Austin-Made Romantic Horror The Carnivores Questions What It Is to Lose Control
Love bites in Caleb Johnson's strange examination of relationships
"And they all lived happily ever after." That short phrase may be the most intriguing words in literature, and sometimes you wonder when ever after begins. Austin filmmaker Caleb Johnson's alternative romance The Carnivores was supposed to debut at South by Southwest 2020, but the pandemic derailed those plans. However, this weekend it streams alongside two other local films (John Valley's Pizzagate satire Duncan and the Sundance-selected dark fantasy The Blazing World) as part of Kansas City's Panic Fest.
In the film, "happily ever after" is a dangerous invitation. Alice (Tallie Medel) has found contentment with Bret (Lindsay Burdge), but then it seems like everything falls apart at once. Their dog is dying, and Alice has developed a strange new obsession with raw meat. That, and she has started walking in her sleep. Her world is tumbling in different directions, and for Johnson that makes this superficially strange story instantly recognizable. He said, "The thing about being in a relationship for a long time isn't that you fit perfectly. It's the fact that you remain individuals and have things about each other that you still don't understand."
Alice personifies that sense of confusion, and that made for a very demanding part – not least because she spends a lot of time around, eating, and sometimes even covered in raw meat. That was a lot to ask of an actor, so that's why Johnson turned to Medel. The New York-based actor and dancer led his first film, 2014's Joy Kevin. "She is nothing if not bold and adventurous – not only being able to try those things, but being able to sell them in a way that very, very few people I know would be able to do."
For long-suffering Bret, the casting of Burdge came from another personal connection: this time director of photography Adam J. Minnick, who worked with her on 2017 feature Actor Martinez. Johnson called the decision to get her onboard "a slam dunk," especially once he saw her and Medel together. "From the first 30 seconds it was just obvious that they were going to be fantastic together."
Yet, like relationships, filmmaking is the art of happy accidents. As Alice is dealing with what feels like implosion, she is plagued by a tedious workplace lunchtime buddy (Austin actor Vincent James Prendergast). At first, Johnson wasn't sure whether their scene would work, as he'd only had time to chat briefly with Prendergast before shooting, and when he arrived on set they were running behind. "I had planned to have this whole conversation and go, 'Here's your talking points,' and we didn't have any of that. I just went, look, she's just told you that she's lost her dog and you need to be like, 'Oh, I know all these ways you can do to find it.'" What Johnson saw made him immediately add two more scenes, making Prendergast a one-man Greek chorus with hints of Milton from Office Space, whose appearances become chapter breaks within the narrative. "I couldn't believe what was coming out of his mouth," Johnson said. "It was very hard in the moment to hold it together. In fact, I didn't. I had to move away from the camera because my laughing was going to ruin the sound."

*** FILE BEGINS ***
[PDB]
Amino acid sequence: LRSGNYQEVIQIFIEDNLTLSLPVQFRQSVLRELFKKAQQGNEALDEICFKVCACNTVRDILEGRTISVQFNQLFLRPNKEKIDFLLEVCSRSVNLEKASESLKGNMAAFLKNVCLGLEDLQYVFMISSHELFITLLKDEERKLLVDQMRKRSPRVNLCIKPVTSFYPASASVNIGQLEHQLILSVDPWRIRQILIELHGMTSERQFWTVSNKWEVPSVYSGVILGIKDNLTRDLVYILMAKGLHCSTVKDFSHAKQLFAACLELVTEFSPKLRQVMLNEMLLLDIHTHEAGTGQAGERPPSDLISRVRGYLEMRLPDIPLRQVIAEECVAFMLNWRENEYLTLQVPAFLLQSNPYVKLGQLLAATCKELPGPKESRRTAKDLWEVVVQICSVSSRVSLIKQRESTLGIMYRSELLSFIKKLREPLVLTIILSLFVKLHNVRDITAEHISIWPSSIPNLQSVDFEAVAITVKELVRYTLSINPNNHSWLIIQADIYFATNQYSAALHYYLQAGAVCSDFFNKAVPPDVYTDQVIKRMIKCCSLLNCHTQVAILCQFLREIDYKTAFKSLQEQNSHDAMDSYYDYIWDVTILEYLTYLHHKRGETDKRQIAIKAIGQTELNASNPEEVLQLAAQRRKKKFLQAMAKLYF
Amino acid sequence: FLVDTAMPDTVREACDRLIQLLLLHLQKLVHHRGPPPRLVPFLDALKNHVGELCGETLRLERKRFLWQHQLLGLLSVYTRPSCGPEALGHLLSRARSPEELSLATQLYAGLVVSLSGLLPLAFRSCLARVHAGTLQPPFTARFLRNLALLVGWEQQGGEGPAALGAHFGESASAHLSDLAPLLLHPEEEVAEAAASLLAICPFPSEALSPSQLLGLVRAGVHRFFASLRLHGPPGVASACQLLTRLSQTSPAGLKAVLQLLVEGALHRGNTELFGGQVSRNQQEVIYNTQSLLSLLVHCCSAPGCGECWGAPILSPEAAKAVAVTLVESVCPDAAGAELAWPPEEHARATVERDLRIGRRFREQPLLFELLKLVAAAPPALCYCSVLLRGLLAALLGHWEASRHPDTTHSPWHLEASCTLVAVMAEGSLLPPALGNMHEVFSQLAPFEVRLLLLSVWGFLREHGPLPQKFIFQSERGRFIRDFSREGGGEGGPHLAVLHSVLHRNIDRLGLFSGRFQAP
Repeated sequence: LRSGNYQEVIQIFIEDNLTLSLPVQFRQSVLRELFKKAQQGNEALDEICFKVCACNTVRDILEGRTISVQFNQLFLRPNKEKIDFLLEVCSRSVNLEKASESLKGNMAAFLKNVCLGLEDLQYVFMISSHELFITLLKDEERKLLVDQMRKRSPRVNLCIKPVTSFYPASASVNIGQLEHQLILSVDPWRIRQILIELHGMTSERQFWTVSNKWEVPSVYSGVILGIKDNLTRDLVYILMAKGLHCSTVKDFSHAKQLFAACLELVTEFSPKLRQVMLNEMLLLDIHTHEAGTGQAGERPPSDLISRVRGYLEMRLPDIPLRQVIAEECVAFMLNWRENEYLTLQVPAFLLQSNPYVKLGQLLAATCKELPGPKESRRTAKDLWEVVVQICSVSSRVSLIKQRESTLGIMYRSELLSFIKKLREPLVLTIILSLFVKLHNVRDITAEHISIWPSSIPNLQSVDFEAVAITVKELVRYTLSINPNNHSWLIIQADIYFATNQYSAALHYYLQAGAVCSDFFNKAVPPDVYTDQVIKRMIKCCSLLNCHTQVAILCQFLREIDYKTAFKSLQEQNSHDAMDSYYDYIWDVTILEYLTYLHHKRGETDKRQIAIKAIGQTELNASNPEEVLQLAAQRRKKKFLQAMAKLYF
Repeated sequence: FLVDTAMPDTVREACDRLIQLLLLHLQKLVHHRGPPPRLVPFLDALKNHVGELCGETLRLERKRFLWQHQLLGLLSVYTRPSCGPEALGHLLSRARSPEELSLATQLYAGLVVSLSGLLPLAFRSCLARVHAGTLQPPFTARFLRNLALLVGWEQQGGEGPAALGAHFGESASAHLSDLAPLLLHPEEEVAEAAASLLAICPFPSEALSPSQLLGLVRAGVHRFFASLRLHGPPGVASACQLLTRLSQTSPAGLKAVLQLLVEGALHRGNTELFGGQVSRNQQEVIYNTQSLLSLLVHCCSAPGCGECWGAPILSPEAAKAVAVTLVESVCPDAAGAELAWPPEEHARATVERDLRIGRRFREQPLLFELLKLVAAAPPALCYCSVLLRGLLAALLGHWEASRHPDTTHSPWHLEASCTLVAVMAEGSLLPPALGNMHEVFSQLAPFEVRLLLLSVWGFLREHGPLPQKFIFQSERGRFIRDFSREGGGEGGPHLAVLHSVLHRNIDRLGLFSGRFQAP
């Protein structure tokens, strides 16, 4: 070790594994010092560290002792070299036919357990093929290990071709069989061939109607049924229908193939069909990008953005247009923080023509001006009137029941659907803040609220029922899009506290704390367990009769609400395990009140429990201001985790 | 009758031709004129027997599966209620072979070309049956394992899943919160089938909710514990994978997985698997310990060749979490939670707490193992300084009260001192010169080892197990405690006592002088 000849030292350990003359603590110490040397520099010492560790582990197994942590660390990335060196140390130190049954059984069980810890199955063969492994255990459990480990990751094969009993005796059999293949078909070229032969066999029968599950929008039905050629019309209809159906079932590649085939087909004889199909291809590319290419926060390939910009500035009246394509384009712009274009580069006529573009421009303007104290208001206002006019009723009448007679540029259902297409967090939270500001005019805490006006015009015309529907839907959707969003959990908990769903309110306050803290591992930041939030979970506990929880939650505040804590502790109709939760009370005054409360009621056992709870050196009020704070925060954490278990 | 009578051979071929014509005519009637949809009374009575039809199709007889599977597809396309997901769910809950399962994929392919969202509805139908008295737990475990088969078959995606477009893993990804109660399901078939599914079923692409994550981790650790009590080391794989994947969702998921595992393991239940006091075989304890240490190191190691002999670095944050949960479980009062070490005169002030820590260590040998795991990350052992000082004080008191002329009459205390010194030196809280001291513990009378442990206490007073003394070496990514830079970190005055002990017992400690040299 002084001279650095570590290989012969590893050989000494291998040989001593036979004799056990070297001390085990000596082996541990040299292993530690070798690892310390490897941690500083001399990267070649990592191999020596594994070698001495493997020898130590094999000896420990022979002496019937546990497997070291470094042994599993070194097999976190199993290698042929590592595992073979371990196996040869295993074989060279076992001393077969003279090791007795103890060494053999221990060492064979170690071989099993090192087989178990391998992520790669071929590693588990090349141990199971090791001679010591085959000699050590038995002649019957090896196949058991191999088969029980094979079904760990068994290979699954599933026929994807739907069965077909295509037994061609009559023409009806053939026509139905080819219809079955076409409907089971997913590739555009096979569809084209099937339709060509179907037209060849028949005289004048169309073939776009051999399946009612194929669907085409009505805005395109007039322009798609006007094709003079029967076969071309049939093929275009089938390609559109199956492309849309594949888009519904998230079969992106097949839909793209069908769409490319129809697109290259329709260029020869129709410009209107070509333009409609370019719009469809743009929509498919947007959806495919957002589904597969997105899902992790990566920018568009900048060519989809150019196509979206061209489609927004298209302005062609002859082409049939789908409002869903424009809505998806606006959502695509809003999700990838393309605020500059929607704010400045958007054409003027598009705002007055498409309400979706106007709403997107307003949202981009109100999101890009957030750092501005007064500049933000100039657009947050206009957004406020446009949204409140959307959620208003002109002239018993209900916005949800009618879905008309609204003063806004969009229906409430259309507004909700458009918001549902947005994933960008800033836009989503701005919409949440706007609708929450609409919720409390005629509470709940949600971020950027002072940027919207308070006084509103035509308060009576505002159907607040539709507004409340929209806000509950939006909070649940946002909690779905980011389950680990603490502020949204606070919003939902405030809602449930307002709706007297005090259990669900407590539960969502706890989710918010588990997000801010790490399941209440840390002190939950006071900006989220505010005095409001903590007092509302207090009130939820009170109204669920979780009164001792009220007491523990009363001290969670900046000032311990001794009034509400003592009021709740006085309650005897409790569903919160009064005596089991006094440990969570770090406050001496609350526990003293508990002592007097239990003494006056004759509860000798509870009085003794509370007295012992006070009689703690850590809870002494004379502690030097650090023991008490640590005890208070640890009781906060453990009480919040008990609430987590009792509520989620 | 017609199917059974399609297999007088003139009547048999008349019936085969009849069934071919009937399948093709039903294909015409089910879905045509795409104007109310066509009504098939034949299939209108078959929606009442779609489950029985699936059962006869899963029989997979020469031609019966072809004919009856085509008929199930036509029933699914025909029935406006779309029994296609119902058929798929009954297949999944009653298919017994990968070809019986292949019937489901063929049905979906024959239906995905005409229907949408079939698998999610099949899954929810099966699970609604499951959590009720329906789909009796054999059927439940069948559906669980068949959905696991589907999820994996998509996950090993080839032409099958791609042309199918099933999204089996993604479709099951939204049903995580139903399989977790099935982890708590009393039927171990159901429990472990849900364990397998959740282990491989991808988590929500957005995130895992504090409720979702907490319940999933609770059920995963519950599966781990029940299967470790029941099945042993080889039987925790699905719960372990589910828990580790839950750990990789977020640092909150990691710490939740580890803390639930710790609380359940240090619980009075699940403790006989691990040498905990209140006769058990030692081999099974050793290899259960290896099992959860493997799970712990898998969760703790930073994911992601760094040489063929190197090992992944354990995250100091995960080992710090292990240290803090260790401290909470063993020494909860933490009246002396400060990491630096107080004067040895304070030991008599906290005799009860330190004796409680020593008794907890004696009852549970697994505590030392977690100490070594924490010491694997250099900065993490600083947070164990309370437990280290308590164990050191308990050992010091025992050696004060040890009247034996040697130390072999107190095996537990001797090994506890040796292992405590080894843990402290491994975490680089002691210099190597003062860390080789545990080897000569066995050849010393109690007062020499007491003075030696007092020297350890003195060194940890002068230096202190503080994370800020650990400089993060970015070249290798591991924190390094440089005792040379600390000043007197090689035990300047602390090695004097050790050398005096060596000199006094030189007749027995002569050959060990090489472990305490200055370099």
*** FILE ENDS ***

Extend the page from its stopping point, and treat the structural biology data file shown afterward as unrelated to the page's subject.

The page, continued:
He described those scenes as both a tribute to Prendergast's improvisational talents (Prendergast, along with Burdge, Medel, and co-stars Frank Mosley and Jason Newman, got a writing credit for additional dialogue for his contribution), but also to Medel's physical presence and control. After all, he noted, she was able to perform while even the director was cracking up. "She doesn't say a thing in any of those scenes, but her physicality makes it work in a way I would never have expected. ... To have Alice going through all these things and trying to contain these things to herself, to have someone there to voice the things that she couldn't, and also trivialize them. So there is this implication that she is acknowledging these things in some way, and they're being reflected back to her in a way that makes her problem worse."
That's one of several unexpected strands of humor in this sometimes mordant tale of collapse. Yet equally, just because there's raw meat and dying dogs and somnambulism, that doesn't mean that Johnson doesn't see something deeply romantic in The Carnivores. "A long-term relationship can be a cycle of death and rebirth," he said. "It's not this one thing that you find at the beginning and it lasts for however many years until you die. You continue to change as people, and things seem like they're falling apart, and then you rediscover it."
The Carnivores streams as part of Panic Fest April 8-18. Tickets, passes, and info at www.panicfilmfest.com.